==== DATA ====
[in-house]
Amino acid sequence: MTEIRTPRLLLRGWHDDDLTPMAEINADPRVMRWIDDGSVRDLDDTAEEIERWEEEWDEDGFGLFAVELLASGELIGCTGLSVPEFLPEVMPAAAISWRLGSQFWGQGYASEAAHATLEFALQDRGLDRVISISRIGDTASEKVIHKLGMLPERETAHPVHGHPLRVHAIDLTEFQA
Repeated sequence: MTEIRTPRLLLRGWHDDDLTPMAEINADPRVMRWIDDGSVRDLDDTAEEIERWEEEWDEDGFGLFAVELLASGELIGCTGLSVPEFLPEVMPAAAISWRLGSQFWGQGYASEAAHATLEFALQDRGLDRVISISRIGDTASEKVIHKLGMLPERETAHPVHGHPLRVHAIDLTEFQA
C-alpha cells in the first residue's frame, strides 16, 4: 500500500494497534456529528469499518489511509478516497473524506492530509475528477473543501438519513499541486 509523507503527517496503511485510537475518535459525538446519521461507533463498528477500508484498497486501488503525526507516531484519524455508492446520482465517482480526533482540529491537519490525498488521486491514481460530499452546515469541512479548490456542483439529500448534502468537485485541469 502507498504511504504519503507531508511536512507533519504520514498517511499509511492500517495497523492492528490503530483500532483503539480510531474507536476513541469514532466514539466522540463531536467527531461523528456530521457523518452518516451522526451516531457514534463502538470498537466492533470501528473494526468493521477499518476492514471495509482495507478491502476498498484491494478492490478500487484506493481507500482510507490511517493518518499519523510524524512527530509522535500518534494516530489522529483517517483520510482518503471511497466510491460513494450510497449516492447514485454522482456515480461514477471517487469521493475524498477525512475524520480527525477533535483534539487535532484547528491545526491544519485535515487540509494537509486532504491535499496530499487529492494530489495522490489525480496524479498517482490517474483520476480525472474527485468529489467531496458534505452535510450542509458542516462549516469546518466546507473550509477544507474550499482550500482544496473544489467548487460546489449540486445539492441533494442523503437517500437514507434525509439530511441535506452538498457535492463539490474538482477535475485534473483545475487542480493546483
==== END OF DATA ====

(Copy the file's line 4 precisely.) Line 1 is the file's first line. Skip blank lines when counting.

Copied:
C-alpha cells in the first residue's frame, strides 16, 4: 500500500494497534456529528469499518489511509478516497473524506492530509475528477473543501438519513499541486 509523507503527517496503511485510537475518535459525538446519521461507533463498528477500508484498497486501488503525526507516531484519524455508492446520482465517482480526533482540529491537519490525498488521486491514481460530499452546515469541512479548490456542483439529500448534502468537485485541469 502507498504511504504519503507531508511536512507533519504520514498517511499509511492500517495497523492492528490503530483500532483503539480510531474507536476513541469514532466514539466522540463531536467527531461523528456530521457523518452518516451522526451516531457514534463502538470498537466492533470501528473494526468493521477499518476492514471495509482495507478491502476498498484491494478492490478500487484506493481507500482510507490511517493518518499519523510524524512527530509522535500518534494516530489522529483517517483520510482518503471511497466510491460513494450510497449516492447514485454522482456515480461514477471517487469521493475524498477525512475524520480527525477533535483534539487535532484547528491545526491544519485535515487540509494537509486532504491535499496530499487529492494530489495522490489525480496524479498517482490517474483520476480525472474527485468529489467531496458534505452535510450542509458542516462549516469546518466546507473550509477544507474550499482550500482544496473544489467548487460546489449540486445539492441533494442523503437517500437514507434525509439530511441535506452538498457535492463539490474538482477535475485534473483545475487542480493546483